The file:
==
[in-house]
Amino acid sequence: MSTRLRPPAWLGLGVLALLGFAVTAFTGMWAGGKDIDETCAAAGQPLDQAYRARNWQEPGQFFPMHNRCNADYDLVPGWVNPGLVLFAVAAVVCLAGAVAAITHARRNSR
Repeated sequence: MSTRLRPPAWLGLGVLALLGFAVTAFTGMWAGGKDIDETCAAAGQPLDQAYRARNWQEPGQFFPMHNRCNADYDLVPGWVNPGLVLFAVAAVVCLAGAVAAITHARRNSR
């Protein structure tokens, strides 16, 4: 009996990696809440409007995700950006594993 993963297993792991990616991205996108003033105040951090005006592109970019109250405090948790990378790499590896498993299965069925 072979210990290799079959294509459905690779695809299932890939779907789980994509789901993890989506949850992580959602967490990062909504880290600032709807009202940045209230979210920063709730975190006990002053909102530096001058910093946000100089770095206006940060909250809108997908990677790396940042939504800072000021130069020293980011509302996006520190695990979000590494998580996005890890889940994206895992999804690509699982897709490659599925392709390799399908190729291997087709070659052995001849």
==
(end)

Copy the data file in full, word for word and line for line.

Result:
[in-house]
Amino acid sequence: MSTRLRPPAWLGLGVLALLGFAVTAFTGMWAGGKDIDETCAAAGQPLDQAYRARNWQEPGQFFPMHNRCNADYDLVPGWVNPGLVLFAVAAVVCLAGAVAAITHARRNSR
Repeated sequence: MSTRLRPPAWLGLGVLALLGFAVTAFTGMWAGGKDIDETCAAAGQPLDQAYRARNWQEPGQFFPMHNRCNADYDLVPGWVNPGLVLFAVAAVVCLAGAVAAITHARRNSR
């Protein structure tokens, strides 16, 4: 009996990696809440409007995700950006594993 993963297993792991990616991205996108003033105040951090005006592109970019109250405090948790990378790499590896498993299965069925 072979210990290799079959294509459905690779695809299932890939779907789980994509789901993890989506949850992580959602967490990062909504880290600032709807009202940045209230979210920063709730975190006990002053909102530096001058910093946000100089770095206006940060909250809108997908990677790396940042939504800072000021130069020293980011509302996006520190695990979000590494998580996005890890889940994206895992999804690509699982897709490659599925392709390799399908190729291997087709070659052995001849």